Its official name is the Charilaos Trikoupis Bridge. Charilaos Trikoupis was a 19th century Greek prime minister, and suggested the idea of building a bridge between Rio and Antirrio; however, the endeavour was too expensive at the time, when Greece was trying to get a late foot into the Industrial Revolution.
The 2,880 m (9,449 ft) long bridge dramatically improves access to and from the Peloponnese, which could previously be reached only by ferry or via the isthmus of Corinth at its extreme east end. Its width is 28 m (92 ft) — it has two vehicle lanes per direction, an emergency lane and a pedestrian walkway. Its five-span four-pylon cable-stayed portion of length 2,252 m (7,388 ft) is the world's second longest cable-stayed deck; only the deck of the Millau Viaduct is longer at 2,460 m (8,071 ft). However, as the latter is also supported by bearings at the pylons apart from cable stays, the Rio-Antirrio bridge deck might be considered the longest cable-stayed "suspended" deck.
This bridge is widely considered to be an engineering masterpiece owing to several solutions applied to span the difficult site. These difficulties include deep water, insecure materials for foundations, seismic activity, the probability of tsunamis, and the expansion of the Gulf of Corinth due to plate tectonics.
The bridge was planned in the mid-1990s and was built by a French-Greek consortium led by the French group Vinci, and which includes the Greek companies Hellenic Technodomiki-TEV, J&P-Avax, Athena, Proodeftiki and Pantechniki. The consortium operates the bridge under concession under its Γ.Ε.Φ.Υ.Ρ.Α. or ΓαλλοΕλληνικός Φορέας Υπερθαλάσσιας ζεύξης Ρίου- Αντιρίου (G.E.F.Y.R.A., Greek for "bridge", French-Greek Carrier of Oversea Connection of Rio-Antirrio) subsidiary. The lead architect was Berdj Mikaelian. Site preparation and dredging began in July 1998, and construction of the massive supporting pylons in 2000. With these complete in 2003, work began on the traffic decks and supporting cables. On May 21, 2004, the main construction was completed; only equipment (sidewalks, railings, etc.) and waterproofing remained to be installed. The bridge was finally inaugurated on August 7, 2004, a week before the opening of the 2004 Summer Olympics in Athens.
The total cost of the bridge was about € 630,000,000, funded by Greek state funds, the consortium and loans by the European Investment Bank. It was finished ahead of its original schedule, which had foreseen completion between September and November 2004, and within budget.
Due to the peculiar conditions of the straits, several unique engineering problems needed to be considered. The water depth reaches 65 m, the seabed is mostly of loose sediment, the seismic activity and possibility of tectonic movement is significant, and the Gulf of Corinth is expanding at a rate of about 30 mm a year. For these reasons, special construction techniques were applied. The piers are not buried into the seabed, but rather rest on a bed of gravel which was meticulously leveled to an even surface (a difficult endeavor at this depth). During an earthquake, the piers should be allowed to move laterally on the seabed with the gravel bed absorbing the energy. The bridge parts are connected to the pylons using jacks and dampers to absorb movement; too rigid a connection would cause the bridge structure to fail in the event of an earthquake. It was also important that the bridge not have too much lateral leeway either so as not to damage the piers. There is provision for the gradual expansion of the strait over the bridge's lifetime.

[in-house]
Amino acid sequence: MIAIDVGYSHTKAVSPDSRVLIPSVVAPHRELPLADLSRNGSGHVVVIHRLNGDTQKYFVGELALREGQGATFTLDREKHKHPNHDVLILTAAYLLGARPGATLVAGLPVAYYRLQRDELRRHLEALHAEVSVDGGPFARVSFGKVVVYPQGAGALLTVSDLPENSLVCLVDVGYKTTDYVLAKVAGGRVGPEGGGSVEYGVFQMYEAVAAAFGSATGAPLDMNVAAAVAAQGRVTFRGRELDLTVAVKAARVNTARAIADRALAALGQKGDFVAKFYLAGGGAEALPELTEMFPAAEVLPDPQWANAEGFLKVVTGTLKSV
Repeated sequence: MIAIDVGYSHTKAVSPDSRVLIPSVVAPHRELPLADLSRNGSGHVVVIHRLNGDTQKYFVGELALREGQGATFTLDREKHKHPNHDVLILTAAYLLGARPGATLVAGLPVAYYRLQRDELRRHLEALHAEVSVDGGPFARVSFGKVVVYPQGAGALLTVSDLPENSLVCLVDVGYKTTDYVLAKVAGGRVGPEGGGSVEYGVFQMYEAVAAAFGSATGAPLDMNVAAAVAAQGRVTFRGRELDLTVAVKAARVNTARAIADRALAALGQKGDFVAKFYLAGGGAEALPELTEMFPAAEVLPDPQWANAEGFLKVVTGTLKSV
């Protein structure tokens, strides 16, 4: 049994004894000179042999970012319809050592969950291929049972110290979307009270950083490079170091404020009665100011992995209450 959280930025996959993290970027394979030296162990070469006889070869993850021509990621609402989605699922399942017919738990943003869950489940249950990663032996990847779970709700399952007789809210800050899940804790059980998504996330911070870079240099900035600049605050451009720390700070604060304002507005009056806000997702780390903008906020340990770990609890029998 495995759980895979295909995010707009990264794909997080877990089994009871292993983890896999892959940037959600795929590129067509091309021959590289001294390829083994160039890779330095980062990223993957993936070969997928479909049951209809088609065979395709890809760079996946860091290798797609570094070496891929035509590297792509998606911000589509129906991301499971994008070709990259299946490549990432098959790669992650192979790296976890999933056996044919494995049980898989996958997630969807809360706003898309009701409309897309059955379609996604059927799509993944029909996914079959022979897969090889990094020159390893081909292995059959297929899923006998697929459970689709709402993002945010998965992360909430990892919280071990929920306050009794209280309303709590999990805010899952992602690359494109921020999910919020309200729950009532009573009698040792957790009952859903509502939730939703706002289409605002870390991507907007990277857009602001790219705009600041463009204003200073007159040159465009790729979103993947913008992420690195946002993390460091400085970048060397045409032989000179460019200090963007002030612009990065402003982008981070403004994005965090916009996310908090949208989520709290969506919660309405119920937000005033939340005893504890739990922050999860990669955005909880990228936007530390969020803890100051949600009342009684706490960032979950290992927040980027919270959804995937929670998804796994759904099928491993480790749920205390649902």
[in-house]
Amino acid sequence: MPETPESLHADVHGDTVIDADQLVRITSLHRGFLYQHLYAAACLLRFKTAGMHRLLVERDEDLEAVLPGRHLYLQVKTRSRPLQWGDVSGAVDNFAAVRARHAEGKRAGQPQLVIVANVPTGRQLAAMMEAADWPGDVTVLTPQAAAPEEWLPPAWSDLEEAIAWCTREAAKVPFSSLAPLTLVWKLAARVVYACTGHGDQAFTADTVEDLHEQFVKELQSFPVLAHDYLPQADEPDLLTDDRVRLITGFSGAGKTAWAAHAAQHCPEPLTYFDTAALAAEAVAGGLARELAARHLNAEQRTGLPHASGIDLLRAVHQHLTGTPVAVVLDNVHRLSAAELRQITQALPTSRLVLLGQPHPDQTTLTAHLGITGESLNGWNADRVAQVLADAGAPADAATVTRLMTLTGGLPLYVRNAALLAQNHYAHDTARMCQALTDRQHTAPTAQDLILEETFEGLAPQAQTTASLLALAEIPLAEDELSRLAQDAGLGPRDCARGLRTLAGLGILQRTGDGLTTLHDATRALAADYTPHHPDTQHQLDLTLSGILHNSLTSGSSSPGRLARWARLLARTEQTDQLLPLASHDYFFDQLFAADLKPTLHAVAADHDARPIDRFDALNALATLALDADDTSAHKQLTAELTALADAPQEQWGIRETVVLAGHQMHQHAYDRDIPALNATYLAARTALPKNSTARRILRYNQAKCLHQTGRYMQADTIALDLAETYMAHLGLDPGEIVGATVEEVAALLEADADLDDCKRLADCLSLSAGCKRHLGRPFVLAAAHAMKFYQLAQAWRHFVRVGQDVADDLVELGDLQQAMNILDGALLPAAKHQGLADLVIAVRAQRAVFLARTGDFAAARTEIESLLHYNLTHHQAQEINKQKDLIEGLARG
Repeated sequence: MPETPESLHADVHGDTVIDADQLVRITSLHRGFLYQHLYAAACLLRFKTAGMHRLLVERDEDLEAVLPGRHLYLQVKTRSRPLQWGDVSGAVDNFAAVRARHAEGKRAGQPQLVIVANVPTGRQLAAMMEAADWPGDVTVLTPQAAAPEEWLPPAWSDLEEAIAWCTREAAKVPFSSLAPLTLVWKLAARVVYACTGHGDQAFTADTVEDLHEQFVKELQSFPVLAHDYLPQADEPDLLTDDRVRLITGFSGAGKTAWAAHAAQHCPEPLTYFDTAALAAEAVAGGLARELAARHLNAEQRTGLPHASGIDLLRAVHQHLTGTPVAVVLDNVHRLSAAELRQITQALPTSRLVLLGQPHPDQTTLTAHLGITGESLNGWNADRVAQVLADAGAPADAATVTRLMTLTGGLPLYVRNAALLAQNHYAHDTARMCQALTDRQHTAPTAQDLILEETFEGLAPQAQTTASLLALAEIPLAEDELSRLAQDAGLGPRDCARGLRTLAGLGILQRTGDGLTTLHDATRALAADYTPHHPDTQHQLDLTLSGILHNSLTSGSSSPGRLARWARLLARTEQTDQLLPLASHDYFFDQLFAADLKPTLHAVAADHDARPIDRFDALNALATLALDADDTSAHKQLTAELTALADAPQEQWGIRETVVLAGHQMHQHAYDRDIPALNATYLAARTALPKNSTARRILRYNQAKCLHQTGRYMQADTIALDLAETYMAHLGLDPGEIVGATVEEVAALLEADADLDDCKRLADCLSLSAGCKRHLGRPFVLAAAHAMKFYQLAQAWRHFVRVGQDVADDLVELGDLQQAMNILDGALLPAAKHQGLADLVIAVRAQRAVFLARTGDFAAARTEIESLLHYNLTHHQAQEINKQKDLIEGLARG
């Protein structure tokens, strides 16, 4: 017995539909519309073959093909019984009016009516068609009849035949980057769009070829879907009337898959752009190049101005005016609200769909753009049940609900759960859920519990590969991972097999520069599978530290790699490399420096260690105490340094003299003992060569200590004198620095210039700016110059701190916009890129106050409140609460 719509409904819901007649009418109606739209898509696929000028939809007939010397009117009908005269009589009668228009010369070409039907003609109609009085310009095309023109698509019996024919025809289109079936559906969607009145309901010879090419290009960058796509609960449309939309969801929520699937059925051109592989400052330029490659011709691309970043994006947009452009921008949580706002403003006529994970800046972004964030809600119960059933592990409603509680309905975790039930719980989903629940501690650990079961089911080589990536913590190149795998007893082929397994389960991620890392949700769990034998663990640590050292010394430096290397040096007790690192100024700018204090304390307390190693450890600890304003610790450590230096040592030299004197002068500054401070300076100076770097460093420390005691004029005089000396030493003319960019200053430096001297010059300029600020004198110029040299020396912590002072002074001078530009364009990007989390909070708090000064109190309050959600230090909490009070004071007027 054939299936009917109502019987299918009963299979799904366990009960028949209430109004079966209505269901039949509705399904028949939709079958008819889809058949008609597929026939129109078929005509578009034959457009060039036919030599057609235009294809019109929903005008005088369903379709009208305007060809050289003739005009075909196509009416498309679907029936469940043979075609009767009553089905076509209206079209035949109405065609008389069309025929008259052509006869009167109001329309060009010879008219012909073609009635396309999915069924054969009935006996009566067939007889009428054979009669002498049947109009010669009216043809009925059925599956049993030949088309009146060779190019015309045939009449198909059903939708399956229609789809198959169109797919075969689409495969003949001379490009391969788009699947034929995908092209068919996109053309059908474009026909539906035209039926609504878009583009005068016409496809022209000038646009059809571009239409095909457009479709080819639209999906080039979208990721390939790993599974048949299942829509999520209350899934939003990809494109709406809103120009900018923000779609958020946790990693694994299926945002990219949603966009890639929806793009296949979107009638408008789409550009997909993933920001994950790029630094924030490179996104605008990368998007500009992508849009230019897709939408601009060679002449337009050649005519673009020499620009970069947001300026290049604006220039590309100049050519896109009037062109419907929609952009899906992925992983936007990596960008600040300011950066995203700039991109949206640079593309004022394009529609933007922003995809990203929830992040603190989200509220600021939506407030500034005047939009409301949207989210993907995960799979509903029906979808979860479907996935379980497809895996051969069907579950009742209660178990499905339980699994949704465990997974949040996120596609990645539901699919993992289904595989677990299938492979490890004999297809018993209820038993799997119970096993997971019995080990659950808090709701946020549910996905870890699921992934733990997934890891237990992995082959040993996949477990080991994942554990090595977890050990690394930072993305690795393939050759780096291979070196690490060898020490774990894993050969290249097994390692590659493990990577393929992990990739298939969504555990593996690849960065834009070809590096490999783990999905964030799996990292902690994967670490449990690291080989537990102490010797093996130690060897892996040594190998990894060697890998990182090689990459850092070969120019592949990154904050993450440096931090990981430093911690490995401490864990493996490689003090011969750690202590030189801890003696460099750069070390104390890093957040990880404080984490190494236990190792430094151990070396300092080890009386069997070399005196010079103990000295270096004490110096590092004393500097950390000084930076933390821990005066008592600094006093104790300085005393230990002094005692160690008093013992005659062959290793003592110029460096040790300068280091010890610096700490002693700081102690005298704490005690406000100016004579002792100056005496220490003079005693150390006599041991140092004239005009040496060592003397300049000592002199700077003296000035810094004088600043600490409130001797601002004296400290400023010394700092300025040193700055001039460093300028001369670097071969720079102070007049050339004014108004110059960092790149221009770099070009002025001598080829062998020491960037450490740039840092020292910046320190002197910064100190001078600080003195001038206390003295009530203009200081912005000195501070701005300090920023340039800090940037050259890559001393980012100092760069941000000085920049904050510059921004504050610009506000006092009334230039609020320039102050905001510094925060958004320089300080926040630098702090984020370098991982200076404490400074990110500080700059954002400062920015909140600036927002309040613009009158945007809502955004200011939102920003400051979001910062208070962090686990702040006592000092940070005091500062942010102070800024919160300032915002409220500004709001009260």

On 28 January 2005, six months after the opening of the bridge, one of the cable links of the bridge snapped from the top of the M3 pylon and came crashing down on the deck. Traffic was immediately halted. The first investigation claimed that a fire had broken out on the top of the M3 pylon, after a lightning strike in one of the cables. The cable was immediately restored and the bridge re-opened.
A structural Health monitoring system was installed during construction on the bridge. It is still in place today and provides a 24/7 surveillance of the structure. The system has more than 100 sensors, including:
- 3D accelerometers on the deck, pylons, stay cables, and on the ground to characterize wind movements and seismic tremors
- Strain gages and load cells on the stay cables and their gussets
- Displacement sensors on the expansion joints to measure the thermal expansion of the deck
- Water-level sensors on the pylon bases to detect infiltration
- Temperature sensors in the deck to detect freezing conditions
- Linear variable differential transducer (LVDT) sensors on the stay cables to measure movement
- Load cells on the restrainers for recalibration in the event of an earthquake
- Two weather stations to measure wind intensity, direction, air temperature, and relative humidity
One of the specific element of the system is the ability to detect and specifically treat Earthquake events.
- The 2004 Olympic torchbearers were the first to officially cross its length. One of them was Otto Rehhagel, the German football coach who won the Euro 2004 Championships for Greece. Another one was Costas Laliotis, the former Minister of Public Works during whose term the project had begun.